Although 10%-15% of patients with AIDS in the United States may acquire cryptosporidium infection, little data exist on clinical or histological characteristics that differentiate clinical outcomes. A case-control study of 83 HIV-positive adult patients with cryptosporidiosis was conducted, as was a histopathologic review of data on gastrointestinal biopsy specimens from 30 patients. Four clinical syndromes were identified: chronic diarrhea (36% of patients), choleralike disease (33%), transient diarrhea (15%), and relapsing illness (15%). A multivariate analysis of data for cases and controls revealed that acquiring cryptosporidiosis was associated with the presence of candidal esophagitis (odds ratio [OR], 2.53; P < .002) and Caucasian race (OR, 6.71; P = .0001) but not with sexual orientation. Cases had a significantly shorter duration of survival from the time of diagnosis than did controls (240 vs. 666 days, respectively; P = .0004), which was independent of sex, race, or injection drug use. Antiretroviral use was protective against disease (OR, 0.072; P = .0001). All four clinical syndromes were represented among the histological data. There was no statistically significant correlation between histological intensity of infection and clinical severity of illness.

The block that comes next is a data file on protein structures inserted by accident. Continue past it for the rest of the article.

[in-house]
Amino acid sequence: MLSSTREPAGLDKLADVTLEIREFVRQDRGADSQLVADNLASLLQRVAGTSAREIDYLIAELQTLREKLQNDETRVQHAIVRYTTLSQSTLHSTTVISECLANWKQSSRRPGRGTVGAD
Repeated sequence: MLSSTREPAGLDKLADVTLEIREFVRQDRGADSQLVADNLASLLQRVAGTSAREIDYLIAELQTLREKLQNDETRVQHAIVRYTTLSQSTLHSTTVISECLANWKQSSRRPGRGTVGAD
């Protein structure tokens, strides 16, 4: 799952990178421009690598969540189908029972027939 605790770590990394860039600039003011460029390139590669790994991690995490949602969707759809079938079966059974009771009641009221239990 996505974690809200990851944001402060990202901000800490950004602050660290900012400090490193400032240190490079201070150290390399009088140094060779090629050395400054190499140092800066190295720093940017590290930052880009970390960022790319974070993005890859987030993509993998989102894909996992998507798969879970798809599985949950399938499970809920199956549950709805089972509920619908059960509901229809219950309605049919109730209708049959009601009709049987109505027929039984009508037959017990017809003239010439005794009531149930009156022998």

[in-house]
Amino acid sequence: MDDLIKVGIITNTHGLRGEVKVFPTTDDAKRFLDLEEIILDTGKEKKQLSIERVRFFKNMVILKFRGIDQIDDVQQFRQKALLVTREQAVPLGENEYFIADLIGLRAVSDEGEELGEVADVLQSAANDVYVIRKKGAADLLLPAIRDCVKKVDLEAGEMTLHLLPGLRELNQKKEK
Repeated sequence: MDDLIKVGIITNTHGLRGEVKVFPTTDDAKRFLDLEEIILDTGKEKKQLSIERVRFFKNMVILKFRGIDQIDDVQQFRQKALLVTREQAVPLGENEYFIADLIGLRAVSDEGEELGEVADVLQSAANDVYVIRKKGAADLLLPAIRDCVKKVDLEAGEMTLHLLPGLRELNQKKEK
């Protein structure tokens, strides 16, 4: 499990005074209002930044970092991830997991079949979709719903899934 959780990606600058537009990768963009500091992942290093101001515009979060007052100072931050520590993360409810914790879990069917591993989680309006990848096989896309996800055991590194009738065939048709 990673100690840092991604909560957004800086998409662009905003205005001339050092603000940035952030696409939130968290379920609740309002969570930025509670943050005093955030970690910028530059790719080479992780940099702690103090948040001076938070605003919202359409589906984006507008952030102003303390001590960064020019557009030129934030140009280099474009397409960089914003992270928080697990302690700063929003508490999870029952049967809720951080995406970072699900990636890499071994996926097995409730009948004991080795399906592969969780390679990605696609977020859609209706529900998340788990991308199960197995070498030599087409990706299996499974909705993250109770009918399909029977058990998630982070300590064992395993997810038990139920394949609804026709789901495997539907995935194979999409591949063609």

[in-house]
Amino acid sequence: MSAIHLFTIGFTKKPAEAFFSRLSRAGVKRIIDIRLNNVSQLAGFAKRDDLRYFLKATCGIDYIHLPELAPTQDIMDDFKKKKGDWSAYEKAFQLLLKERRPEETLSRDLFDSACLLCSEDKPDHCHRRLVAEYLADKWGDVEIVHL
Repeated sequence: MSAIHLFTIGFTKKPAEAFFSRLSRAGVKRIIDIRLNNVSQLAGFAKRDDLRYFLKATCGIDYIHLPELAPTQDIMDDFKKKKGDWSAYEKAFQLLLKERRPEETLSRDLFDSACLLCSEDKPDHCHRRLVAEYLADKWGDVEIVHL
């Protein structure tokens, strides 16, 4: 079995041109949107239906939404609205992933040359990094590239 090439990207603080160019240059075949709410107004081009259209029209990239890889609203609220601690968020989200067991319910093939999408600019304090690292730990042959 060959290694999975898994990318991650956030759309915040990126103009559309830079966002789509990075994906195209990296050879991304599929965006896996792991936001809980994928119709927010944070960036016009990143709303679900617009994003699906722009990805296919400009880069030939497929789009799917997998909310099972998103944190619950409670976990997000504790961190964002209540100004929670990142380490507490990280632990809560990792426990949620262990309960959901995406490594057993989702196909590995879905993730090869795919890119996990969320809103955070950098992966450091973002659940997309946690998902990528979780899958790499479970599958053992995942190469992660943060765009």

All Science Journal Classification (ASJC) codes
- Microbiology (medical)
- Infectious Diseases